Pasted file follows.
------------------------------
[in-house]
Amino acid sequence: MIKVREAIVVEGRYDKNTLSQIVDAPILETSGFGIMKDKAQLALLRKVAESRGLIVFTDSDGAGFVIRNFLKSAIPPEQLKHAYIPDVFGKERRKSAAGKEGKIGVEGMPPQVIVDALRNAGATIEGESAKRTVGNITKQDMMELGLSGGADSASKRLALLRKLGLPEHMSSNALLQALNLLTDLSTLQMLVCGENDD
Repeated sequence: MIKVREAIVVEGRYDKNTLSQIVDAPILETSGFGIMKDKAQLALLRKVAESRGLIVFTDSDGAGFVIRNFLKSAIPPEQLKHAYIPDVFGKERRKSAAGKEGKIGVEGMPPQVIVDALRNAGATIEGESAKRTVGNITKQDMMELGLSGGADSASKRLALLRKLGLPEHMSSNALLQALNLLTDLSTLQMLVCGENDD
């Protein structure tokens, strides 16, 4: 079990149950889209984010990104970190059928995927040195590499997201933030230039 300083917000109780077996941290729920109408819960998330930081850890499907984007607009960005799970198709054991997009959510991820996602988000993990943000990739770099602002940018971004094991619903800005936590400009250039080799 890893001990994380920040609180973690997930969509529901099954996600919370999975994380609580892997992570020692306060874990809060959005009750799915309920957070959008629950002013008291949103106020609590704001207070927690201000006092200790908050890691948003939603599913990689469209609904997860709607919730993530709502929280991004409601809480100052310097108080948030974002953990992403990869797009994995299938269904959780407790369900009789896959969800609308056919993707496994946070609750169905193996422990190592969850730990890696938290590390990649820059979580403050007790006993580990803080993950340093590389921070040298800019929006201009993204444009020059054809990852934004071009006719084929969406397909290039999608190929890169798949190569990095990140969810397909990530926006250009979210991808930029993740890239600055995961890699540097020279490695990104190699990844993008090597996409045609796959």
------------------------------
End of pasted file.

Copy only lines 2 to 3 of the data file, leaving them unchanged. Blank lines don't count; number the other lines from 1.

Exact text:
Amino acid sequence: MIKVREAIVVEGRYDKNTLSQIVDAPILETSGFGIMKDKAQLALLRKVAESRGLIVFTDSDGAGFVIRNFLKSAIPPEQLKHAYIPDVFGKERRKSAAGKEGKIGVEGMPPQVIVDALRNAGATIEGESAKRTVGNITKQDMMELGLSGGADSASKRLALLRKLGLPEHMSSNALLQALNLLTDLSTLQMLVCGENDD
Repeated sequence: MIKVREAIVVEGRYDKNTLSQIVDAPILETSGFGIMKDKAQLALLRKVAESRGLIVFTDSDGAGFVIRNFLKSAIPPEQLKHAYIPDVFGKERRKSAAGKEGKIGVEGMPPQVIVDALRNAGATIEGESAKRTVGNITKQDMMELGLSGGADSASKRLALLRKLGLPEHMSSNALLQALNLLTDLSTLQMLVCGENDD